research papers\(\def\hfill{\hskip 5em}\def\hfil{\hskip 3em}\def\eqno#1{\hfil {#1}}\)

Journal logoSTRUCTURAL
BIOLOGY
ISSN: 2059-7983

Making a difference in multi-data-set crystallography: simple and deterministic data-scaling/selection methods

aDepartment of Biology, University of Konstanz, Box 647, D-78457 Konstanz, Germany, and bSwiss Light Source, Paul Scherrer Institute, CH-5232 Villigen, Switzerland
*Correspondence e-mail: kay.diederichs@uni-konstanz.de

Edited by R. J. Read, University of Cambridge, England (Received 2 March 2020; accepted 11 May 2020; online 17 June 2020)

Phasing by single-wavelength anomalous diffraction (SAD) from multiple crystallographic data sets can be particularly demanding because of the weak anomalous signal and possible non-isomorphism. The identification and exclusion of non-isomorphous data sets by suitable indicators is therefore indispensable. Here, simple and robust data-selection methods are described. A multi-dimensional scaling procedure is first used to identify data sets with large non-isomorphism relative to clusters of other data sets. Within each cluster that it identifies, further selection is based on the weighted ΔCC1/2, a quantity representing the influence of a set of reflections on the overall CC1/2 of the merged data. The anomalous signal is further improved by optimizing the scaling protocol. The success of iterating the selection and scaling steps was verified by substructure determination and subsequent structure solution. Three serial synchrotron crystallography (SSX) SAD test cases with hundreds of partial data sets and one test case with 62 complete data sets were analyzed. Structure solution was dramatically simplified with this procedure, and enabled solution of the structures after a few selection/scaling iterations. To explore the limits, the procedure was tested with much fewer data than originally required and could still solve the structure in several cases. In addition, an SSX data challenge, minimizing the number of (simulated) data sets necessary to solve the structure, was significantly underbid.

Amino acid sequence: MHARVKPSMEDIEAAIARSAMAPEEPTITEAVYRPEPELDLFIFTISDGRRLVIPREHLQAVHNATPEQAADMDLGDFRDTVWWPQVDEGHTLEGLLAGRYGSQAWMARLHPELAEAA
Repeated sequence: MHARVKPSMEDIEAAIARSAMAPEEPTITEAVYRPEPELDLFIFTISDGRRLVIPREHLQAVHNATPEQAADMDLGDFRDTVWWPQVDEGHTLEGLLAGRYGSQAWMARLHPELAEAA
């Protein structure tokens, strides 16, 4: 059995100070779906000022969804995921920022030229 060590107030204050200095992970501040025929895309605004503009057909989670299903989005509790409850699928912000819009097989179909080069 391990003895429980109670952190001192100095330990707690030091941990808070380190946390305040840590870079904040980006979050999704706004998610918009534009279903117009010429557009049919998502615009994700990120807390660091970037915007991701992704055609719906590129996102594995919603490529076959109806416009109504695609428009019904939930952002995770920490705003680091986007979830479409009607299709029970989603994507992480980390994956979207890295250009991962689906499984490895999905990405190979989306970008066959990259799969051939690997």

1. Introduction

Obtaining large crystals and solving the phase problem remain the major bottlenecks in macromolecular crystallography. To overcome the problem of a lack of sufficiently large crystals for collecting a complete data set with little radiation damage, multi-crystal data-collection strategies were established early on and have recently experienced a renaissance (Kendrew et al., 1960[Kendrew, J. C., Dickerson, R. E., Strandberg, B. E., Hart, R. G., Davies, D. R., Phillips, D. C. & Shore, V. C. (1960). Nature, 185, 422-427.]; Dickerson et al., 1961[Dickerson, R. E., Kendrew, J. C. & Strandberg, B. E. (1961). Acta Cryst. 14, 1188-1195.]; Ji et al., 2010[Ji, X., Sutton, G., Evans, G., Axford, D., Owen, R. & Stuart, D. I. (2010). EMBO J. 29, 505-514.]; Liu et al., 2012[Liu, Q., Dahmane, T., Zhang, Z., Assur, Z., Brasch, J., Shapiro, L., Mancia, F. & Hendrickson, W. A. (2012). Science, 336, 1033-1037.]; Akey et al., 2014[Akey, D. L., Brown, W. C., Konwerski, J. R., Ogata, C. M. & Smith, J. L. (2014). Acta Cryst. D70, 2719-2729.]; Huang et al., 2018[Huang, C.-Y., Olieric, V., Howe, N., Warshamanage, R., Weinert, T., Panepucci, E., Vogeley, L., Basu, S., Diederichs, K., Caffrey, M. & Wang, M. (2018). Commun. Biol. 1, 124.]). Serial synchrotron crystallography (SSX; Rossmann, 2014[Rossmann, M. G. (2014). IUCrJ, 1, 84-86.]) typically collects a few degrees of rotation data from each of the small crystals available to the experimenter.

The term `SSX' has recently been used in a wider sense, referring to fixed-target or injection-based single zero-rotation diffraction patterns (stills) from crystals exposed to monochromatic (Nogly et al., 2015[Nogly, P., James, D., Wang, D., White, T. A., Zatsepin, N., Shilova, A., Nelson, G., Liu, H., Johansson, L., Heymann, M., Jaeger, K., Metz, M., Wickstrand, C., Wu, W., Båth, P., Berntsen, P., Oberthuer, D., Panneels, V., Cherezov, V., Chapman, H., Schertler, G., Neutze, R., Spence, J., Moraes, I., Burghammer, M., Standfuss, J. & Weierstall, U. (2015). IUCrJ, 2, 168-176.]; Botha et al., 2015[Botha, S., Nass, K., Barends, T. R. M., Kabsch, W., Latz, B., Dworkowski, F., Foucar, L., Panepucci, E., Wang, M., Shoeman, R. L., Schlichting, I. & Doak, R. B. (2015). Acta Cryst. D71, 387-397.]; Owen et al., 2017[Owen, R. L., Axford, D., Sherrell, D. A., Kuo, A., Ernst, O. P., Schulz, E. C., Miller, R. J. D. & Mueller-Werkmeister, H. M. (2017). Acta Cryst. D73, 373-378.]) or polychromatic (pink) radiation (Meents et al., 2017[Meents, A., Wiedorn, M. O., Srajer, V., Henning, R., Sarrou, I., Bergtholdt, J., Barthelmess, M., Reinke, P. Y. A., Dierksmeyer, D., Tolstikova, A., Schaible, S., Messerschmidt, M., Ogata, C. M., Kissick, D. J., Taft, M. H., Manstein, D. J., Lieske, J., Oberthuer, D., Fischetti, R. F. & Chapman, H. N. (2017). Nat. Commun. 8, 1281.]; Martin-Garcia et al., 2019[Martin-Garcia, J. M., Zhu, L., Mendez, D., Lee, M.-Y., Chun, E., Li, C., Hu, H., Subramanian, G., Kissick, D., Ogata, C., Henning, R., Ishchenko, A., Dobson, Z., Zhang, S., Weierstall, U., Spence, J. C. H., Fromme, P., Zatsepin, N. A., Fischetti, R. F., Cherezov, V. & Liu, W. (2019). IUCrJ, 6, 412-425.]). Serial femtosecond crystallo­graphy (SFX) takes this method to the extreme; it collects stills from numerous small crystals before destroying them using X-ray pulses generated by a free-electron laser.